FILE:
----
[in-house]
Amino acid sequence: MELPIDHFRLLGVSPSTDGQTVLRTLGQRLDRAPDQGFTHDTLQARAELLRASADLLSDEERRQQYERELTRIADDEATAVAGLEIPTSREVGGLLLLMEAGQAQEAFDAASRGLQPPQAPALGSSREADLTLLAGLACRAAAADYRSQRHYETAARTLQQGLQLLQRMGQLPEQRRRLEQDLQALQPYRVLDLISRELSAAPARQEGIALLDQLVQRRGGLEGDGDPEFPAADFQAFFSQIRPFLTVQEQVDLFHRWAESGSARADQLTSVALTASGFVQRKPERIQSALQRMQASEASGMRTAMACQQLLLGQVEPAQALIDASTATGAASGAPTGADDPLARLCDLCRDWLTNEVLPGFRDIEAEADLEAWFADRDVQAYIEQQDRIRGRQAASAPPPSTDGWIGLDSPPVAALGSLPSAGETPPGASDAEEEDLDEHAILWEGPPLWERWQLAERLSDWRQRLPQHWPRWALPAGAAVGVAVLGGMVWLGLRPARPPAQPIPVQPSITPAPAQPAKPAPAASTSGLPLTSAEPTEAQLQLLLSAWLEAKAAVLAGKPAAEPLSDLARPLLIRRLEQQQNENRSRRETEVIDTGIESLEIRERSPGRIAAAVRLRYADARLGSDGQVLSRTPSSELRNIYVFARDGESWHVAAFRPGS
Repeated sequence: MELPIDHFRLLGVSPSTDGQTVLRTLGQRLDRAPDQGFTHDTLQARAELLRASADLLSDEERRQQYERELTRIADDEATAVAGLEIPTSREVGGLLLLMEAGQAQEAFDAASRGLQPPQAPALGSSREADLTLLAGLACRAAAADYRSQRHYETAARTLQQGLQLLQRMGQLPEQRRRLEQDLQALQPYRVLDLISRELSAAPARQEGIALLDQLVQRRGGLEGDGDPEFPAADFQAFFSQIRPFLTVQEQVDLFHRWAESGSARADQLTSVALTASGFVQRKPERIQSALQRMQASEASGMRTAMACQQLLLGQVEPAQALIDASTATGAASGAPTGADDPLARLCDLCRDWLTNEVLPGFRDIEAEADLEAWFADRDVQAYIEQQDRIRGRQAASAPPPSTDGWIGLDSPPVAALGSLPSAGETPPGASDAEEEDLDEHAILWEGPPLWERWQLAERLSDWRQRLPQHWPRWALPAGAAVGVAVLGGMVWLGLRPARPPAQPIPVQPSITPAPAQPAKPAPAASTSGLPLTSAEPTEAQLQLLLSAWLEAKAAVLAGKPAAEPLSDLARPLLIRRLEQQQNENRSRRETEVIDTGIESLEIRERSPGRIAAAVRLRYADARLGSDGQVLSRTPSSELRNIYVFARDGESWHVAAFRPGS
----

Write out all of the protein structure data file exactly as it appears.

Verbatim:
[in-house]
Amino acid sequence: MELPIDHFRLLGVSPSTDGQTVLRTLGQRLDRAPDQGFTHDTLQARAELLRASADLLSDEERRQQYERELTRIADDEATAVAGLEIPTSREVGGLLLLMEAGQAQEAFDAASRGLQPPQAPALGSSREADLTLLAGLACRAAAADYRSQRHYETAARTLQQGLQLLQRMGQLPEQRRRLEQDLQALQPYRVLDLISRELSAAPARQEGIALLDQLVQRRGGLEGDGDPEFPAADFQAFFSQIRPFLTVQEQVDLFHRWAESGSARADQLTSVALTASGFVQRKPERIQSALQRMQASEASGMRTAMACQQLLLGQVEPAQALIDASTATGAASGAPTGADDPLARLCDLCRDWLTNEVLPGFRDIEAEADLEAWFADRDVQAYIEQQDRIRGRQAASAPPPSTDGWIGLDSPPVAALGSLPSAGETPPGASDAEEEDLDEHAILWEGPPLWERWQLAERLSDWRQRLPQHWPRWALPAGAAVGVAVLGGMVWLGLRPARPPAQPIPVQPSITPAPAQPAKPAPAASTSGLPLTSAEPTEAQLQLLLSAWLEAKAAVLAGKPAAEPLSDLARPLLIRRLEQQQNENRSRRETEVIDTGIESLEIRERSPGRIAAAVRLRYADARLGSDGQVLSRTPSSELRNIYVFARDGESWHVAAFRPGS
Repeated sequence: MELPIDHFRLLGVSPSTDGQTVLRTLGQRLDRAPDQGFTHDTLQARAELLRASADLLSDEERRQQYERELTRIADDEATAVAGLEIPTSREVGGLLLLMEAGQAQEAFDAASRGLQPPQAPALGSSREADLTLLAGLACRAAAADYRSQRHYETAARTLQQGLQLLQRMGQLPEQRRRLEQDLQALQPYRVLDLISRELSAAPARQEGIALLDQLVQRRGGLEGDGDPEFPAADFQAFFSQIRPFLTVQEQVDLFHRWAESGSARADQLTSVALTASGFVQRKPERIQSALQRMQASEASGMRTAMACQQLLLGQVEPAQALIDASTATGAASGAPTGADDPLARLCDLCRDWLTNEVLPGFRDIEAEADLEAWFADRDVQAYIEQQDRIRGRQAASAPPPSTDGWIGLDSPPVAALGSLPSAGETPPGASDAEEEDLDEHAILWEGPPLWERWQLAERLSDWRQRLPQHWPRWALPAGAAVGVAVLGGMVWLGLRPARPPAQPIPVQPSITPAPAQPAKPAPAASTSGLPLTSAEPTEAQLQLLLSAWLEAKAAVLAGKPAAEPLSDLARPLLIRRLEQQQNENRSRRETEVIDTGIESLEIRERSPGRIAAAVRLRYADARLGSDGQVLSRTPSSELRNIYVFARDGESWHVAAFRPGS